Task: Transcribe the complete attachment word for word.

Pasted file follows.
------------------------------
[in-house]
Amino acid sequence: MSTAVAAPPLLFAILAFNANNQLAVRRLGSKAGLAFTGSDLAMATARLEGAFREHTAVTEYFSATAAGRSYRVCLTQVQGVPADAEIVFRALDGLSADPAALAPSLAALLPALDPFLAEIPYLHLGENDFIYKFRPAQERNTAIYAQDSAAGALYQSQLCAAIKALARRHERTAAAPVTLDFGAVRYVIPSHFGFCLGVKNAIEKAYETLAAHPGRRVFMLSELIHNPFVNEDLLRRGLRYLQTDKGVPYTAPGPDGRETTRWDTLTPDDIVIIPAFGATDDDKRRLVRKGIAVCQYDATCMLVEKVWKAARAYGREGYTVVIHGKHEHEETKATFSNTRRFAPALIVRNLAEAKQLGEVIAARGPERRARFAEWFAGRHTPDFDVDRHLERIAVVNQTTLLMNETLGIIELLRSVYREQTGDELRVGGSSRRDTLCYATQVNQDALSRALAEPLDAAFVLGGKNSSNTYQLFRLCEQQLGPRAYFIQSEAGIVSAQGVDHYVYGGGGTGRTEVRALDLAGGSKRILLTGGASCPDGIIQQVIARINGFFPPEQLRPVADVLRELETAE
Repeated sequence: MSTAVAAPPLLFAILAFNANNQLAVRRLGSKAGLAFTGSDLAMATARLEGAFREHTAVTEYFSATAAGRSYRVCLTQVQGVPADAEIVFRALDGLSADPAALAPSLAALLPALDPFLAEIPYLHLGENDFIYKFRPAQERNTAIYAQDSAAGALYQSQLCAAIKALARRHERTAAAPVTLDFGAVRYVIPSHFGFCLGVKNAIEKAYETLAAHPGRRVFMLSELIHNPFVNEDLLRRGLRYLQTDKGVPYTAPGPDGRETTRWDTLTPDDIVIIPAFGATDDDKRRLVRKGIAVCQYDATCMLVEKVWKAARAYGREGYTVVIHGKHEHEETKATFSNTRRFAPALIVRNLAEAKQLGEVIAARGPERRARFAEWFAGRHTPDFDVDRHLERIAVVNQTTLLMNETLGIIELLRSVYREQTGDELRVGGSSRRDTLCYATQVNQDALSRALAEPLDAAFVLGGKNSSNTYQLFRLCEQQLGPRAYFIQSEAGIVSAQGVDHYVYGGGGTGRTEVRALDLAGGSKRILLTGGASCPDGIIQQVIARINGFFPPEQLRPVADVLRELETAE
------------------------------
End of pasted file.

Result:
[in-house]
Amino acid sequence: MSTAVAAPPLLFAILAFNANNQLAVRRLGSKAGLAFTGSDLAMATARLEGAFREHTAVTEYFSATAAGRSYRVCLTQVQGVPADAEIVFRALDGLSADPAALAPSLAALLPALDPFLAEIPYLHLGENDFIYKFRPAQERNTAIYAQDSAAGALYQSQLCAAIKALARRHERTAAAPVTLDFGAVRYVIPSHFGFCLGVKNAIEKAYETLAAHPGRRVFMLSELIHNPFVNEDLLRRGLRYLQTDKGVPYTAPGPDGRETTRWDTLTPDDIVIIPAFGATDDDKRRLVRKGIAVCQYDATCMLVEKVWKAARAYGREGYTVVIHGKHEHEETKATFSNTRRFAPALIVRNLAEAKQLGEVIAARGPERRARFAEWFAGRHTPDFDVDRHLERIAVVNQTTLLMNETLGIIELLRSVYREQTGDELRVGGSSRRDTLCYATQVNQDALSRALAEPLDAAFVLGGKNSSNTYQLFRLCEQQLGPRAYFIQSEAGIVSAQGVDHYVYGGGGTGRTEVRALDLAGGSKRILLTGGASCPDGIIQQVIARINGFFPPEQLRPVADVLRELETAE
Repeated sequence: MSTAVAAPPLLFAILAFNANNQLAVRRLGSKAGLAFTGSDLAMATARLEGAFREHTAVTEYFSATAAGRSYRVCLTQVQGVPADAEIVFRALDGLSADPAALAPSLAALLPALDPFLAEIPYLHLGENDFIYKFRPAQERNTAIYAQDSAAGALYQSQLCAAIKALARRHERTAAAPVTLDFGAVRYVIPSHFGFCLGVKNAIEKAYETLAAHPGRRVFMLSELIHNPFVNEDLLRRGLRYLQTDKGVPYTAPGPDGRETTRWDTLTPDDIVIIPAFGATDDDKRRLVRKGIAVCQYDATCMLVEKVWKAARAYGREGYTVVIHGKHEHEETKATFSNTRRFAPALIVRNLAEAKQLGEVIAARGPERRARFAEWFAGRHTPDFDVDRHLERIAVVNQTTLLMNETLGIIELLRSVYREQTGDELRVGGSSRRDTLCYATQVNQDALSRALAEPLDAAFVLGGKNSSNTYQLFRLCEQQLGPRAYFIQSEAGIVSAQGVDHYVYGGGGTGRTEVRALDLAGGSKRILLTGGASCPDGIIQQVIARINGFFPPEQLRPVADVLRELETAE